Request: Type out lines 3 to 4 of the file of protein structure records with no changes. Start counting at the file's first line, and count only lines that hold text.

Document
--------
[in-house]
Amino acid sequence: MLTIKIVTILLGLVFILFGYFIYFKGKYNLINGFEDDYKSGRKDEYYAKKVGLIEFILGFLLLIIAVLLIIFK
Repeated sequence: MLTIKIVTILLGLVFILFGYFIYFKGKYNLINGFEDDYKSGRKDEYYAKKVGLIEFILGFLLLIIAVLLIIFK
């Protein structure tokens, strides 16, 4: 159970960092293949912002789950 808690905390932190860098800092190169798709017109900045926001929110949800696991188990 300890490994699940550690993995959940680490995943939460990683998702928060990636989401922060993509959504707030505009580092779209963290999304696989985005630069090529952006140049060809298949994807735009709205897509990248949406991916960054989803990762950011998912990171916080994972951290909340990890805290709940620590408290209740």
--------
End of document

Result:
Repeated sequence: MLTIKIVTILLGLVFILFGYFIYFKGKYNLINGFEDDYKSGRKDEYYAKKVGLIEFILGFLLLIIAVLLIIFK
């Protein structure tokens, strides 16, 4: 159970960092293949912002789950 808690905390932190860098800092190169798709017109900045926001929110949800696991188990 300890490994699940550690993995959940680490995943939460990683998702928060990636989401922060993509959504707030505009580092779209963290999304696989985005630069090529952006140049060809298949994807735009709205897509990248949406991916960054989803990762950011998912990171916080994972951290909340990890805290709940620590408290209740």